Corporations come in many different types: The first types were churches and towns. Industrial corporations allowed in the 19th century are usually divided by the law of the jurisdiction where they are chartered into two kinds: by whether they can issue stock or not, or by whether they are formed to make a profit or not. Where local law distinguishes corporations by the ability to a business owned by stockholders is known as a stock, corporations allowed to do so are referred to as “stock corporations”, ownership of the corporation is through stock, and owners of stock are referred to as “stockholders” or “shareholders”.
Corporations chartered in regions where they are distinguished by whether they are allowed to be for profit or not are referred to as “for profit” and “not-for-profit” corporations, respectively. A for-profit corporation is almost always a stock corporation, but some for-profit corporations may choose to be non-stock. Chartered corporations have legal personality and own the assets and profits. Shareholders do not own the assets or profits and do not manage a corporation. In American English, the word corporation is most often used to describe large business corporations. Late in the 19th century, a new form of company having the limited liability protections of a corporation, and the more favorable tax treatment of either a sole proprietorship or partnership was developed. While not a corporation, this new type of entity became very attractive as an alternative for corporations not needing to issue stock.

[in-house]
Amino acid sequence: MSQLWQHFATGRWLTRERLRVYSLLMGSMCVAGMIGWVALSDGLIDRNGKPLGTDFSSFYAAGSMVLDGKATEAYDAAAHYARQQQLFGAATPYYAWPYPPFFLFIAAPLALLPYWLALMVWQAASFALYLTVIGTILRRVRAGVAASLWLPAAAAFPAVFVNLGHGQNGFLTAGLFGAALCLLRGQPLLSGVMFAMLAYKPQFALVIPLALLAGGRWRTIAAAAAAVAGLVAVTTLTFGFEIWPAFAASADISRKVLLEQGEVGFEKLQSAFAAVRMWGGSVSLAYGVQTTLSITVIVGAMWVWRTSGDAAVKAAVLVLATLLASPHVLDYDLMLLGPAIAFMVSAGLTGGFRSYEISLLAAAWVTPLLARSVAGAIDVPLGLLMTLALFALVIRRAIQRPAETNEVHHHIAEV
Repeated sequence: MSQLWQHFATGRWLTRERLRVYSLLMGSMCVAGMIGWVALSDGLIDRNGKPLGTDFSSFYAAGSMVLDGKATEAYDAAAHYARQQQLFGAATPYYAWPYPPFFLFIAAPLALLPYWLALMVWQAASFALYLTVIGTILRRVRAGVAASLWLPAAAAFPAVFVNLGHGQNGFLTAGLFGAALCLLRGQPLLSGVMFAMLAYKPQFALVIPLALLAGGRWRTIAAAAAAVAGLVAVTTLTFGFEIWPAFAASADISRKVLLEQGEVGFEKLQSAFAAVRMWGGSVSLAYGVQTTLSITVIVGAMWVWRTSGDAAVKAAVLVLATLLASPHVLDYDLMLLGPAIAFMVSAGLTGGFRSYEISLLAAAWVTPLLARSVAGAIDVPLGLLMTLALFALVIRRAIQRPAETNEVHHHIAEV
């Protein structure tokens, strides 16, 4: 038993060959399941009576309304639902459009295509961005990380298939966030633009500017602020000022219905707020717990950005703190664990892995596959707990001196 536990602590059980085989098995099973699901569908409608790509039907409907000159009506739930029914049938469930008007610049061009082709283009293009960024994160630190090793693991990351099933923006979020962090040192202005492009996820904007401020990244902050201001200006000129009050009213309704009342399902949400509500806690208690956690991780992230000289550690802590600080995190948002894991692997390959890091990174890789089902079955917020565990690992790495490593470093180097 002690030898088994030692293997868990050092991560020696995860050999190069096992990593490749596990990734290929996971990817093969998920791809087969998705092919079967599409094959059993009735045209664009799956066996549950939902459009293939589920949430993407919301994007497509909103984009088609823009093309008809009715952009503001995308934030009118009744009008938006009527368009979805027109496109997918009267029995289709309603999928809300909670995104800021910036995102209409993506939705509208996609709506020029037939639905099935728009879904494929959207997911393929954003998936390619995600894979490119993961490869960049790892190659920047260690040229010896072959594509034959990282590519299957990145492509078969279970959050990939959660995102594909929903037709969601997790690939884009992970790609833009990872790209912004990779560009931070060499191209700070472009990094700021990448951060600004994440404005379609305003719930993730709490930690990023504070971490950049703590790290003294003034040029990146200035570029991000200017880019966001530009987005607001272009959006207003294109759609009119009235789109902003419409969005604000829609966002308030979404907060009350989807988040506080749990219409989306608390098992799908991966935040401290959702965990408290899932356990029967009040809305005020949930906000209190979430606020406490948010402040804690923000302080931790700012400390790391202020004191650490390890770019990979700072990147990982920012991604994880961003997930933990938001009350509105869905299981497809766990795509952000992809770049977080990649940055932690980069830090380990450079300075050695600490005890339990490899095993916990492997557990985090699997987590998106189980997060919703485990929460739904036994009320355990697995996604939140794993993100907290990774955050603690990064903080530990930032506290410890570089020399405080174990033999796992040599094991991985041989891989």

8 share of the Stora Kopparberg mine, dated June 16, 1288. The word “corporation” derives from corpus, the Latin word for body, or a “body of people”. Roman law recognized a range of corporate entities under the names universitas, corpus or collegium. Entities which carried on business and were the subjects of legal rights were found in ancient Rome, and the Maurya Empire in ancient India. In medieval times, traders would do business through common law constructs, such as partnerships.
Whenever people acted together with a view to profit, the law deemed that a partnership arose. Hudson’s Bay Company, which were created to lead the colonial ventures of European nations in the 17th century. In England, the government created corporations under a royal charter or an Act of Parliament with the grant of a monopoly over a specified territory. Labeled by both contemporaries and historians as “the grandest society of merchants in the universe”, the English East India Company would come to symbolize the dazzlingly rich potential of the corporation, as well as new methods of business that could be both brutal and exploitative.